Why we protect the very borders that divide us, the Individual as the starting point for transformation, and other discussions
On May 22nd, the Africa Week events kicked off with a full day public dialogue, in which activists, leaders and individuals from across the continent discussed and reflected on African socio-economic and political issues. This also involved considering strategies to address Africa’s numerous challenges and finding practical ways of tapping into the potential for the re-awakening of Africa.
Several speakers offered insights on topics ranging from democracy to the role of African women in a transformative agenda.
Bishop Paul Verryn emphasized the importance of social cohesion and equality as mechanisms that need to be implemented to build an Africa that is free of social injustices, such as xenophobia. He also highlighted the fact that each and every individual has or must be given an opportunity to find within themselves whether he or she has something to contribute to the betterment of the society. In this he showed the participants that all of us have a role to play in building our respective communities.
Gino Govender spoke about the concept of democracy, reflecting on the 20 years of democracy in South Africa, and locating this in the much longer history of human existence and interaction on the African continent. He posed the question, “where do we come from and how did we get here?”, and pointed out that migration has always been a part of our history. He challenged Africans, as a people, to think beyond borders, explaining that once we understand how the borders came about, we will reject them, rather than protecting the very colonial borders that shaped discrimination and equality in African society. He asked how our education has facilitated that school of thought, and suggested that the way to a truly democratic state lies with state and community co-operation. It is therefore important that we empower grassroots initiatives of development.
Isabella Matambanadzo discussed the challenges facing African women, and the tragedy that in Africa women are still exploited and disempowered. She made a call to bring back the 200 Nigerian girls, saying that women should have a right to education. Participants agreed that the empowerment of women is central to the empowerment of Africa as a whole, and men and women alike must be part of the solution.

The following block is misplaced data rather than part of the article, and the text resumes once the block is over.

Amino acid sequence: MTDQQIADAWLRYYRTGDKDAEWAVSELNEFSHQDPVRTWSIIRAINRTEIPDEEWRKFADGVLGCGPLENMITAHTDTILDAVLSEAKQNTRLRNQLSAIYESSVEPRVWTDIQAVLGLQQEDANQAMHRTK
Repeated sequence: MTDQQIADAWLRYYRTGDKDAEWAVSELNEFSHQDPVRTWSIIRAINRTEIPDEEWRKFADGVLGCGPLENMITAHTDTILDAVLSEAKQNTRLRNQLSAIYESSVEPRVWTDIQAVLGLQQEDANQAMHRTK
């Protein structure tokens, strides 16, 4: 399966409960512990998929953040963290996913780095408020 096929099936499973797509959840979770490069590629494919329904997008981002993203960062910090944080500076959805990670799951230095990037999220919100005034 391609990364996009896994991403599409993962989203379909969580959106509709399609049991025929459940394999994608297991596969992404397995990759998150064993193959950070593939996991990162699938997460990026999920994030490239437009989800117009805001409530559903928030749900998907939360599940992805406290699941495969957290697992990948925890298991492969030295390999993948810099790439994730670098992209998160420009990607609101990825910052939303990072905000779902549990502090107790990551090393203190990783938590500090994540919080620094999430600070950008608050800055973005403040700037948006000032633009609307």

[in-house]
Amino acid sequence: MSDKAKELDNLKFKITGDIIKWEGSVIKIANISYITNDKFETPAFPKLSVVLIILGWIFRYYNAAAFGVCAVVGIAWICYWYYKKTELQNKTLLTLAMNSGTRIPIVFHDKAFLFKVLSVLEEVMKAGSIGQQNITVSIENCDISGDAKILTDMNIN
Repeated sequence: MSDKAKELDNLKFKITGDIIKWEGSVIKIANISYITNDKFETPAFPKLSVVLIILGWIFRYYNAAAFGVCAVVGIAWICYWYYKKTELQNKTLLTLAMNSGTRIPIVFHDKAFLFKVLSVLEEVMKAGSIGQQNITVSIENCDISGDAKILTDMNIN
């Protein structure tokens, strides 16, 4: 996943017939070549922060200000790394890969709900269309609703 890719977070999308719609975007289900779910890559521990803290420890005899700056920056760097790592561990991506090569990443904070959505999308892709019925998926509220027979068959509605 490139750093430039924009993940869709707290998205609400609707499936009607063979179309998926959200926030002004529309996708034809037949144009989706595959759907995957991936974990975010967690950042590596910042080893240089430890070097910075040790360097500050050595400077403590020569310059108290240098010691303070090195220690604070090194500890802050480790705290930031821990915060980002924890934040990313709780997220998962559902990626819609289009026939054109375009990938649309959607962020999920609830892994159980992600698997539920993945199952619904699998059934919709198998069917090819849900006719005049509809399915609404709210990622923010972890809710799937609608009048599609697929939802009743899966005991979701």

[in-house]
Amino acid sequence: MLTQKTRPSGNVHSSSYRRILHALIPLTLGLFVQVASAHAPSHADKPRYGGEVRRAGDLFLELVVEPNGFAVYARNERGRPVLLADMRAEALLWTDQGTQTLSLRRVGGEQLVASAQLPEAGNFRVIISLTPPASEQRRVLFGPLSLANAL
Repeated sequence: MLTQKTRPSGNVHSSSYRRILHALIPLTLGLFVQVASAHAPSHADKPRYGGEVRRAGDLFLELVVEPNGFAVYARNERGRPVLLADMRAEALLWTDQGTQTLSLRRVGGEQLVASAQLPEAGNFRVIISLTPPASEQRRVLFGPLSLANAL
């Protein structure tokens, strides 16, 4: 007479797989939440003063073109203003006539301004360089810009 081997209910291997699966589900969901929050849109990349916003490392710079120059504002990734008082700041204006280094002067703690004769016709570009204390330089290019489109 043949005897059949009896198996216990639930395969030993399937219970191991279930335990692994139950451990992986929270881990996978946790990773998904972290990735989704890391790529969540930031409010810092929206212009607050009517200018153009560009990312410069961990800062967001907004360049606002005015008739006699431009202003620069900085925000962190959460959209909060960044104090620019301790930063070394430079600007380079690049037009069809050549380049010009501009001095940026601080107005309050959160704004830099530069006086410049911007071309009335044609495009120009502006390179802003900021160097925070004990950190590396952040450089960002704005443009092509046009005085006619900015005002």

Mzi Sibeko led the final session, and facilitated an open discussion, responding to the topics raised. He invited participants to speak in whichever language they felt most comfortable with, which encouraged the flow of input from the floor. Some of the thoughts and reflections are as follows:
- Society needs to be empowered by basic education, to help smooth transitions into a democracy.
- Africa needs to eliminate the politics of class in its systems.
- Africanism happens when we begin to travel across Africa without being asked for our passports.
- Unity will take Africa forward even when other strategies fail.
- The “second best” mentality must die; and Africans must embrace their full potential.
- Great leadership does not come from a vacuum, but is a reflection of the people you lead; there cannot be great leaders without great people.
- We need to find ways to unlock the potential of women. We need to find a consensus between men and women in regards to cohesion in leadership.
- A television show might be necessary for the sending of the solidarity message.
- Collaboration among organizations is necessary for the practicality of our objective.
- Self-reflection is an essential component of change; we must be the change we want to see in the world
In conclusion, the day provided a space to discuss in depth the challenges facing Africa, and share in motivating and inspiring one another to take action. Action that starts within ourselves, and our communities, and through our collective efforts can contribute to the Africa we envision.